Let me walk you through all the feels this weekend, assisted with the imagery of Leslie Knope of Parks and Rec. (Gosh I miss that show!)
Me at 8pm Saturday, Mother’s Day Eve, if you will:
Me at 9pm on Saturday (after seeing the first sprinklings of mother’s day posts on social media)
Me Sunday Morning:
Happy and grateful that my mom was my mom. Tears of joy at the love she gave and continues to give me. Tears of sadness that she isn’t with me other than in spirit. Tears of gratitude for my daughter and for being a mom. Tears for losing a pregnancy and struggling with infertility. Like I said, ALL THE FEELS.
Sunday progressed and was good. It turns out that once you face the 5,000 pound grieving elephant in the room you feel much better.
Sunday night arrived. Was I ready to look at social media?
You guys, I did okay. It was all good.
Like I said, no big deal!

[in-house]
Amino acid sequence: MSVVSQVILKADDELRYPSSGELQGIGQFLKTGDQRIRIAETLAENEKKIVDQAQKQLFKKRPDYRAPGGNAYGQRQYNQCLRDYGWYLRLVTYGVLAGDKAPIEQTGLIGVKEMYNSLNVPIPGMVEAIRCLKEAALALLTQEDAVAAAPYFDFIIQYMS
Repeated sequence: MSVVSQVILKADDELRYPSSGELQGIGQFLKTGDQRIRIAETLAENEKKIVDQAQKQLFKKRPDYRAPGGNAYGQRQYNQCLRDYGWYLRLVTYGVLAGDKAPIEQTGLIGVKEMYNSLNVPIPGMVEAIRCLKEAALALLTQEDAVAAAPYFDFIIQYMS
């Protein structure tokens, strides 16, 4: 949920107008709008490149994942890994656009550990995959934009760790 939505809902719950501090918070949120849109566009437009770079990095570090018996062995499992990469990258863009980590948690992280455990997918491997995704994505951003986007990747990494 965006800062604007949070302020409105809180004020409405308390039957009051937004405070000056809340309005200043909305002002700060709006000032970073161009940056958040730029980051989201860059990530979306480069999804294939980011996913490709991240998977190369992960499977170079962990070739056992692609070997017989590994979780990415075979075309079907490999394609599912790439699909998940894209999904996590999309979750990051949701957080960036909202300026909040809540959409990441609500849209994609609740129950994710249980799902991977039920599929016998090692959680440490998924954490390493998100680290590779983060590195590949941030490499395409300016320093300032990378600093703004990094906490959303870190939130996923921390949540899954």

(Yeah this one doesn’t have to do with anything…just couldn’t resist some awesome Leslie Knope wisdom.)
Hope the day landed gently for those who were struggling with loss. (Also hope all you moms were able to treat yo’self! Literally treat yo’self. Okay I’ll stop now.)
Before there were synced calendars and day planners and even before there were trapper keepers, there was a little girl who sat in trees. She sat in the trees for what felt like hours, though it might have been mere minutes. She dreamed, journal-ed and sketched. She transported to a place of joy and bliss, cradled in the crooks of maples and oaks, conversing with imaginary beings.